Califf feels strongly about the responsibility of the pharmaceutical industry to reform its marketing practices. “There’s no question that the history of marketing opioids is a sinister part of American history that will be looked back upon very negatively,”  he says.

Although the courts have protected drug companies’ rights to advertise under the First Amendment, Califf and the FDA are committed to using their authority to curtail excessive and misleading marketing practices. “We’re working right now internally to come up with our recommendations about corporate responsibility, but certainly the kind of marketing that went on in the past, convincing doctors to give high prescriptions to these medicines when they’re not indicated, it just was wrong, and we intend to try to stop it when we can,” he says.

“I would urge people, if you see bad advertising or bad promotion going on by a drug company, send us a note, and we’d like to take it on.”

A New Action Plan for Opioid Regulation
Reforming drug marketing is one part of the FDA’s new Action Plan. Another important reform requires drug companies to strengthen their research on opioids after they reach the market to gain a better understanding of their long-term consequences. As Califf notes, opioids have a broad social impact due to their diversion and abuse.

The FDA’s Action Plan also strengthens regulation of opioid labeling for children, which Califf calls “a very special issue. There are about 10,000 to 15,000 children a year who either have cancer, or in heavy trauma, they have multiple broken bones and are in the hospital, or have major deformities that require huge surgery, and we need special prescribing for them that is very closely watched. So we have a special advisory committee to help us deal with that.”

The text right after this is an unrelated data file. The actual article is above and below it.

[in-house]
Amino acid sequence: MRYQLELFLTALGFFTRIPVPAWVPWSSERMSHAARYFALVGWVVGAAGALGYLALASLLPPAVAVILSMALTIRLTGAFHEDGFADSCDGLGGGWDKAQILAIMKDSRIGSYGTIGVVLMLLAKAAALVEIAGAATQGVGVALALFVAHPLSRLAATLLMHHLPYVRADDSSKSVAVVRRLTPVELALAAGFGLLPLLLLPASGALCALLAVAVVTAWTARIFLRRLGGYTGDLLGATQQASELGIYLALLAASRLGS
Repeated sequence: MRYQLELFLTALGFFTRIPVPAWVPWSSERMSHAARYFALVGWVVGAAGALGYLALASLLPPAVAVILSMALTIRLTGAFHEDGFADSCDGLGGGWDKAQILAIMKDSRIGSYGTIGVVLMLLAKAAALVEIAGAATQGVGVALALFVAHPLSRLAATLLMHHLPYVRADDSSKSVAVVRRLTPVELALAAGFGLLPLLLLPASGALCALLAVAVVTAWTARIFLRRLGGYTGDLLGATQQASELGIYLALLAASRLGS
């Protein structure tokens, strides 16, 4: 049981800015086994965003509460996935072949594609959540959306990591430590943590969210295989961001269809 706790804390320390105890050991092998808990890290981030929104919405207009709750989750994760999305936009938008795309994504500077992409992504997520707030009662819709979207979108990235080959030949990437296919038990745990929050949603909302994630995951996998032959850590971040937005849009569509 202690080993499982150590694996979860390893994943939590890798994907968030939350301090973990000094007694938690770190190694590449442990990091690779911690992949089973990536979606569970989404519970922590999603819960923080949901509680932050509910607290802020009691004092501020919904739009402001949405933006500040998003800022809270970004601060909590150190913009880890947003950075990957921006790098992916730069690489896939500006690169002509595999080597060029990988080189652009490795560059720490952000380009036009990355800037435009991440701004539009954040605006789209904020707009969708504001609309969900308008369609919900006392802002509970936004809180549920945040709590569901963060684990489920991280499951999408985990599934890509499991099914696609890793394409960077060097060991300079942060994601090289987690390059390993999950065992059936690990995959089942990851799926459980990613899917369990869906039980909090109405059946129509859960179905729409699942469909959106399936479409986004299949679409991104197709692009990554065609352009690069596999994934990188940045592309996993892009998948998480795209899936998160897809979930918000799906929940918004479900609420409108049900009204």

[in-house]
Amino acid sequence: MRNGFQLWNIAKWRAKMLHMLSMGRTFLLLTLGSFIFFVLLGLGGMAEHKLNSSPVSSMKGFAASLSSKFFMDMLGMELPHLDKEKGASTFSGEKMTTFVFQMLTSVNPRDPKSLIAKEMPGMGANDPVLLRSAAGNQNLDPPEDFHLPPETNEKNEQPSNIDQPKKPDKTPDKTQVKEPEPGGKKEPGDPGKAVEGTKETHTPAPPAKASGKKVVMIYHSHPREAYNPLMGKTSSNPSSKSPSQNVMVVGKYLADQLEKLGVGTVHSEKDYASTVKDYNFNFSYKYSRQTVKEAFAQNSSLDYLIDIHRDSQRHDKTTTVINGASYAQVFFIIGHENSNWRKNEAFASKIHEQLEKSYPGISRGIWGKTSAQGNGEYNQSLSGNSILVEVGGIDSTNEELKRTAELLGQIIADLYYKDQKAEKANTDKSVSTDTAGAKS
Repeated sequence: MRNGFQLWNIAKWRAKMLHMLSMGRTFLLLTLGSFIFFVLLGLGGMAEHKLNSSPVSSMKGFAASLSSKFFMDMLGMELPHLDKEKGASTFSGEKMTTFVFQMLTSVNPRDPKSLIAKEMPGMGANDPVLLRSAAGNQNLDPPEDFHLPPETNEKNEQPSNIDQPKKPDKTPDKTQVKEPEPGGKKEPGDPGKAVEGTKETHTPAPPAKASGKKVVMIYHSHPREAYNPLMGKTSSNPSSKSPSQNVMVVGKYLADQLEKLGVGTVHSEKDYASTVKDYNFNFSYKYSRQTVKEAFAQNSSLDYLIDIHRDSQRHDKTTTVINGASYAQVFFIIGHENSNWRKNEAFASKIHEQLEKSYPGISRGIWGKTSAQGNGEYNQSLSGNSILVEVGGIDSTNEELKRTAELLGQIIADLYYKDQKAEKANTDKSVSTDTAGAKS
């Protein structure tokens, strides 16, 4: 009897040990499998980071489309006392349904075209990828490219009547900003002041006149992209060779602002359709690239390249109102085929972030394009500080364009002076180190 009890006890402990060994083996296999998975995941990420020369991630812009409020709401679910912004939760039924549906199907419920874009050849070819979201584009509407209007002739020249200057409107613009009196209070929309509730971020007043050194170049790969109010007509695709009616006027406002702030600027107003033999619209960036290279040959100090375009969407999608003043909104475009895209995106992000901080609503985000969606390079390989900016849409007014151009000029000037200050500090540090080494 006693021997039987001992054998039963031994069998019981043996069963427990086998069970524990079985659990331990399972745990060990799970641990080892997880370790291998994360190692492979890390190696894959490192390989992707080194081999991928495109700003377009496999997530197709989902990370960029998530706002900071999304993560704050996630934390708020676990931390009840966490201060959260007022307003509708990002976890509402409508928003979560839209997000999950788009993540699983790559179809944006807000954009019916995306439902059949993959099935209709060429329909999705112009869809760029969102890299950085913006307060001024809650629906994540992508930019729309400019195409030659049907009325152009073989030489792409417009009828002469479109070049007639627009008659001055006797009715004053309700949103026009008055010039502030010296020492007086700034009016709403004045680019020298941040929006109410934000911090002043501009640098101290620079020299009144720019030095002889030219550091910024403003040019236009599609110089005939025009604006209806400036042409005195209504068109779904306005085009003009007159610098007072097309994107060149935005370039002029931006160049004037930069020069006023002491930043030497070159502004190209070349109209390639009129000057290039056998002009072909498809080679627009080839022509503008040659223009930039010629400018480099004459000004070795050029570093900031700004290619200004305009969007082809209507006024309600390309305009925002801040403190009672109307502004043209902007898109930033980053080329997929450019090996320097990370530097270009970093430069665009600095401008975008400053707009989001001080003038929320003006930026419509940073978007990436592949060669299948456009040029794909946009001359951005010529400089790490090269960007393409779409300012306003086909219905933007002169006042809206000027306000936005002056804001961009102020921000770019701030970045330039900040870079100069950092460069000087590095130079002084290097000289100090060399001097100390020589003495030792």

Other aspects of the Action Plan address the broader use of naloxone for overdose reversals, and the use of buprenorphine, or Suboxone, for addiction treatment. He calls the development of a buprenorphine transdermal patch, which is just reaching the market, a “big step forward” in that it enables doctors to control the amount of the drug that is released to a patient and thus better manage his or her recovery.

As for naloxone, Califf talks about a recent visit to Mingo County in West Virginia, near Pikeville, where he spent time with first responders, helping to educate them on how to administer the lifesaving overdose antidote. “There’s a critical need to educate law enforcement about this, because they are often the first people on the scene,” he says. “You don’t need an M.D. to give intra-nasal naloxone, and it could save a life.”

Califf says that the FDA’s Action Plan is in its early stages and will be refined, but he says that ultimately the opioid and heroin addiction crisis will be overcome only if stakeholders from all corners of society – government, nonprofit, faith-based, and families – work together. He is encouraged by the progress he’s seen in places like Pikeville.

“There’s always hope, that’s the nature of the human condition,” he says. “And I think we already see progress. We heard today that, in Kentucky, opiate prescriptions are down over 20 percent. Now, they’re having to fight a new problem which is more street drugs, which people are addicted to, but I think we already see signs that I think we can turn this thing around. It’s going to be a generational effort. It’s not a one-year, five-year, or 10-year effort.”

foundation_logo2013This KET article is part of the Inside Opioid Addiction initiative, funded in part by the Foundation for a Healthy Kentucky.